Studio Visit | Megan Craig
Studio Visit | Megan Craig
“Cora’s World” is a letter written by New Haven-based visual artist Megan Craig to her daughter ten months after her birth that was published in the American Philosophical Association’s newsletter on Feminism and Philosophy in the spring of 2011 . In the text, Craig, an associate professor of philosophy at SUNY Stony Brook, wonders how her daughter’s understanding of the world will shift as she begins to learn words. She also considers how the field of philosophy might benefit, as she has, from a more thoughtful examination of childhood. Reason and language are entwined for many philosophers—Descartes, Heidegger, for starters—while the period between birth and language, by contrast, is largely ignored within the academic discipline. Closing the essay, Craig offers, “... if we could all become less rigid in our routines and less self-assured in our knowledge, then perhaps we’d have a more intuitive, less bewildered, sense of how to go on.”
Eight years later, how we get on remains uncertain to many of us, and when I visited Craig’s studio, our conversations embraced the more vulnerable, less rational pathways forward. Craig’s brightly colored sewn felt works were a welcoming presence inside her large workspace. Fabric covered big parts of the floors and walls, buzzing under the bright fluorescent lighting. Craig’s newest works continue her investigation of soft materials, and many incorporate text—short phrases she thinks of as “affirmations.” One reads: “There’s still good in the world.” Within the context of our exchange, these words became more of an assertion than a statement, as if cutting out the letters and sewing them together fixed their meaning.
Scattered about the room, I recognized many works I had previewed online that had been included in Craig’s solo show at Real Art Ways the previous year. The exhibition Shields began with a visual reference of the eponymous object. At the Yale University Art Gallery, Craig spotted a piece of horse armor found in Dura Europos (present-day Syria) dated to the second or third century A.D. The intricate iron armor was exquisitely crafted but impractical on account of its weight. The tension of this object—spiritually aloft yet saddled by its physical form—inspired a series of drawings: hundreds of black and white images based on metaphorical and literal shields.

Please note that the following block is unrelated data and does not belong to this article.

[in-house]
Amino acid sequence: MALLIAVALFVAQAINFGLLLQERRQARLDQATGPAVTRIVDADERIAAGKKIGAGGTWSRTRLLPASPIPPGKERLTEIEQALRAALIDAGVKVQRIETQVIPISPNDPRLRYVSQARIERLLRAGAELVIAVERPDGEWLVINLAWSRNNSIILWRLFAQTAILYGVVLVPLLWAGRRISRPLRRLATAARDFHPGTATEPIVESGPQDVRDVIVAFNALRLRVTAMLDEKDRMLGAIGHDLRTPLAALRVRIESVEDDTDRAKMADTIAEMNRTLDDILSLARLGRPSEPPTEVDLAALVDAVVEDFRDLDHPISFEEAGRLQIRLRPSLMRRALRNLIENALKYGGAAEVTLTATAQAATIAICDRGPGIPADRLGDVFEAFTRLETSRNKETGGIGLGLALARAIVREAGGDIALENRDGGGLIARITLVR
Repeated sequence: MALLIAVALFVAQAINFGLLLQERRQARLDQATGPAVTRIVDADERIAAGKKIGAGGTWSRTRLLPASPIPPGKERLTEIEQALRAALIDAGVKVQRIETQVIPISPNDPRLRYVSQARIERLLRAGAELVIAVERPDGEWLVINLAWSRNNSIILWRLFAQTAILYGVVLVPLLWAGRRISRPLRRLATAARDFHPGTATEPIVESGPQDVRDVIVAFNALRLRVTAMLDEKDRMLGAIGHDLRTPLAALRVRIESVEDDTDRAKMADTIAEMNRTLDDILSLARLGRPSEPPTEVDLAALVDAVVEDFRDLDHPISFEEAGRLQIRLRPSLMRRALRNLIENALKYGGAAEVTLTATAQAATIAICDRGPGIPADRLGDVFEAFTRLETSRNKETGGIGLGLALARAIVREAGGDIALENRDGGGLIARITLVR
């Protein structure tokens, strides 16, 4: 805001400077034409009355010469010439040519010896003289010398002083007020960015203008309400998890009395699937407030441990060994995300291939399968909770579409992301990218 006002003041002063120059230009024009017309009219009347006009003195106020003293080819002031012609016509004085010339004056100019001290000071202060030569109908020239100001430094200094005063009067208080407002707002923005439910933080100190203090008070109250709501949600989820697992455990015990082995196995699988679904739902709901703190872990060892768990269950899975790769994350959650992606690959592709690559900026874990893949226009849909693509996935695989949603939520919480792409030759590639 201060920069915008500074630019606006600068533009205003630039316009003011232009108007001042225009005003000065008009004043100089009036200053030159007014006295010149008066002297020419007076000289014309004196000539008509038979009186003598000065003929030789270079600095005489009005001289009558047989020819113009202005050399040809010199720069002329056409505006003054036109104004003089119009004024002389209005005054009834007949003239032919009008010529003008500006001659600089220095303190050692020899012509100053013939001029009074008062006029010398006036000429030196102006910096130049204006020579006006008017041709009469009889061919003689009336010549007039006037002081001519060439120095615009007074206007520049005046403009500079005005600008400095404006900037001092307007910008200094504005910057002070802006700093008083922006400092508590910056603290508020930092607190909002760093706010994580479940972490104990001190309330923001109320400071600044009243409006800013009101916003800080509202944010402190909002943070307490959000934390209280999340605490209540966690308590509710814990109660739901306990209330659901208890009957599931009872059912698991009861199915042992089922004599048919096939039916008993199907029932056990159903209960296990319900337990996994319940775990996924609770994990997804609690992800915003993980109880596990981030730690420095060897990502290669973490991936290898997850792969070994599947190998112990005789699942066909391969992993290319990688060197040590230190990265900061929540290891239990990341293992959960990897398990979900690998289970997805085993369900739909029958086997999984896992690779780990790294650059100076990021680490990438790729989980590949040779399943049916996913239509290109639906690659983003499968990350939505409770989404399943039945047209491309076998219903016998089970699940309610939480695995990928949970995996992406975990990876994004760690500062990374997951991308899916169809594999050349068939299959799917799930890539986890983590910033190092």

Craig explained that as the opening for Shields approached, more of her personal life entered the work than ever before. A close friend was diagnosed with cancer. Another faced deportation. Meanwhile, news coverage of the 2016 presidential election, the deaths of Prince and David Bowie, and several mass shootings contributed to her downcast mood. As Craig amassed her paper armor, a desire to protect her loved ones consumed her thoughts. She pondered the absurdity of these ornate, often heavy objects that simultaneously protect and label a person (or horse) as an object of war. Craig envisioned shields that were light, malleable. Soon, she started sewing.
From her previous projects, Craig had experience sewing and a heap of leftover felt. Craig used this fabric—augmented by others mostly purchased at second-hand stores—to create a set of three capes, several tapestries, and a large installation, where viewers were invited to arrange the pieces of fabric to design their own shields. Craig hung dozens of drawings on one wall and she created a zine, but most of the works included in Shields were sewn, many of which directly encouraged public interaction.
The Anti-Abduction Cape, Anti-Cancer Cape, and Anti-Deportation Cape were each made for an individual facing a specific type of danger. Craig’s friend, Nelly, who is still being monitored by ICE agents, learned about her cape at the opening, where she and others tried it on. Watching people gleefully embody the capes and flap their arms about in the massive swaddling of cloth brought levity to the heavier experiences that inspired them, Craig recalled.
Wearing one of the capes also offered participants an opportunity to seek another form of shelter. The capes corresponded with wall tapestries made with similar colors and imagery. Standing inside the cape in front of its corresponding tapestry was an additional level of cover, underscoring the relationship between context and visibility. In the wrong environment, camouflage performs the inverse of its objective.
Back inside Craig’s studio, I tried on the Anti-Deportation Cape. The maroon cape was large, and the weight of the felt was heavy on my body as I raised my arms. A large golden cross inside an orange and yellow sun covered the front of my body. The imagery and shape of the garment felt liturgical, and my mind wandered to places where I had seen similar robes: church ceremonies and graduation events, in particular. As a material, felt can feel crafty, but inside Craig’s cape, this connotation was swapped for the aura of regalia, the slow pace of each unhurried stitch a sharp contrast to the speed of my life. In that moment, I wished I gave more of my time to simpler and singular tasks like sensing the folds of fabric on my body.
The capes—almost comic in appearance with their saturated colors and symbolic imagery—convey safekeeping. Their gesture is protective and fanciful. In Craig’s essay for the show, she addresses the limits of shields, both hers and others. In the end, all shields fail because our bodies are vulnerable. But there’s another goal at hand: “... this work envisions an environment where escape, security, and recovery remain possible and celebratory, even if our lines of defense are as tenuous as thread” . This final thought brought me back to “Cora’s World,” where Craig balks at a distinction often made between the frivolity of play and the gravity of thought. Inside Craig’s cape, I returned to my childhood and understood how this playful costume helps enact a grave need to protect others.